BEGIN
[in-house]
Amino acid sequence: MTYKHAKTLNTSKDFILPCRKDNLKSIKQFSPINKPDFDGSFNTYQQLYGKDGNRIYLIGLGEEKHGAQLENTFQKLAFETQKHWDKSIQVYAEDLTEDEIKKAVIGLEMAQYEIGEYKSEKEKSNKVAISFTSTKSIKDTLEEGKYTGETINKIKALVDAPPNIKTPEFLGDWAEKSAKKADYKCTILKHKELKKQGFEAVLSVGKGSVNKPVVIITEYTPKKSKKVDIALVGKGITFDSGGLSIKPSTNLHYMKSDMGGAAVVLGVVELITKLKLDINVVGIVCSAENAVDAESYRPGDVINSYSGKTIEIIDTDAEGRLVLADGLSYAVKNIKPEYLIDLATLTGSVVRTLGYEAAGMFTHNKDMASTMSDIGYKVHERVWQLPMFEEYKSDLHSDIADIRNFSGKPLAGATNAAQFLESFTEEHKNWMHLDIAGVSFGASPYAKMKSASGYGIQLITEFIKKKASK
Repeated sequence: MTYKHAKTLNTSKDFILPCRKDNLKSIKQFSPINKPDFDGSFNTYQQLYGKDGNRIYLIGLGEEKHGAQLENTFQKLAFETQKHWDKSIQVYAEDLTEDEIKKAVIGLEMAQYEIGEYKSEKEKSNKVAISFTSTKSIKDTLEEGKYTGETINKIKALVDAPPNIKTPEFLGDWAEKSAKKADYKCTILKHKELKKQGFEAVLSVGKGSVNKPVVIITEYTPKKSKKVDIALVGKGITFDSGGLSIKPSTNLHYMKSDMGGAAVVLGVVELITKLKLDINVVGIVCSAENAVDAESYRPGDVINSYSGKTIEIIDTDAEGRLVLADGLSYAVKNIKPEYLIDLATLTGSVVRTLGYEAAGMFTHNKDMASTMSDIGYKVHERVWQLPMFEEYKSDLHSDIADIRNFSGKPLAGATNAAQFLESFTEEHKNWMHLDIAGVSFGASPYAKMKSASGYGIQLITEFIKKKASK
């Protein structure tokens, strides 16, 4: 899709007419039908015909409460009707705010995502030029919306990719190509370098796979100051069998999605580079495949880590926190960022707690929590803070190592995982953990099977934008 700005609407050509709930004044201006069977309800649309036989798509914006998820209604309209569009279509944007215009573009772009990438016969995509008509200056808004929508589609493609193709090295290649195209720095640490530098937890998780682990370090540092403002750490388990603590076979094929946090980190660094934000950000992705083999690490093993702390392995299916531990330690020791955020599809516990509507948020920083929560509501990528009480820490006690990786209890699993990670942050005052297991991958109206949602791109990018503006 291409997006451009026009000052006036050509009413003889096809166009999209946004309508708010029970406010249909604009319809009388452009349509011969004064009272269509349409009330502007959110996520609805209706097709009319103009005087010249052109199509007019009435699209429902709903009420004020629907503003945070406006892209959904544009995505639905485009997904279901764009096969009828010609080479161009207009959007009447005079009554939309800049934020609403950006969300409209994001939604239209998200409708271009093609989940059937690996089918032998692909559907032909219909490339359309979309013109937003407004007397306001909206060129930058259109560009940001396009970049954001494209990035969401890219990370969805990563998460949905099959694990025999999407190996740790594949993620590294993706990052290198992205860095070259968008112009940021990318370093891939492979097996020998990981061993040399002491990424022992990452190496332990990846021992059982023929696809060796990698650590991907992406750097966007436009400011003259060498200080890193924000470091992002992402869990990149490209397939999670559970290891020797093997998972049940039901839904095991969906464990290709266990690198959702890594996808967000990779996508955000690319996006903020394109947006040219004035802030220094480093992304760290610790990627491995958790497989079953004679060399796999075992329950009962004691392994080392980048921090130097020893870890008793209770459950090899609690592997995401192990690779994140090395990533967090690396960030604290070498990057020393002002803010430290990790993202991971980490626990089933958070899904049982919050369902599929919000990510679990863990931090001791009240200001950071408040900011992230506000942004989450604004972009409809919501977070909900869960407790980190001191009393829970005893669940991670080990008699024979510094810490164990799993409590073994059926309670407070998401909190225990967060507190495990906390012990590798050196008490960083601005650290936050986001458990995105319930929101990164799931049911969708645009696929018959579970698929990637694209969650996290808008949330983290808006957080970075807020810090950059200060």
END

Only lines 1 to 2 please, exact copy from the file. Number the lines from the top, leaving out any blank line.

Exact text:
[in-house]
Amino acid sequence: MTYKHAKTLNTSKDFILPCRKDNLKSIKQFSPINKPDFDGSFNTYQQLYGKDGNRIYLIGLGEEKHGAQLENTFQKLAFETQKHWDKSIQVYAEDLTEDEIKKAVIGLEMAQYEIGEYKSEKEKSNKVAISFTSTKSIKDTLEEGKYTGETINKIKALVDAPPNIKTPEFLGDWAEKSAKKADYKCTILKHKELKKQGFEAVLSVGKGSVNKPVVIITEYTPKKSKKVDIALVGKGITFDSGGLSIKPSTNLHYMKSDMGGAAVVLGVVELITKLKLDINVVGIVCSAENAVDAESYRPGDVINSYSGKTIEIIDTDAEGRLVLADGLSYAVKNIKPEYLIDLATLTGSVVRTLGYEAAGMFTHNKDMASTMSDIGYKVHERVWQLPMFEEYKSDLHSDIADIRNFSGKPLAGATNAAQFLESFTEEHKNWMHLDIAGVSFGASPYAKMKSASGYGIQLITEFIKKKASK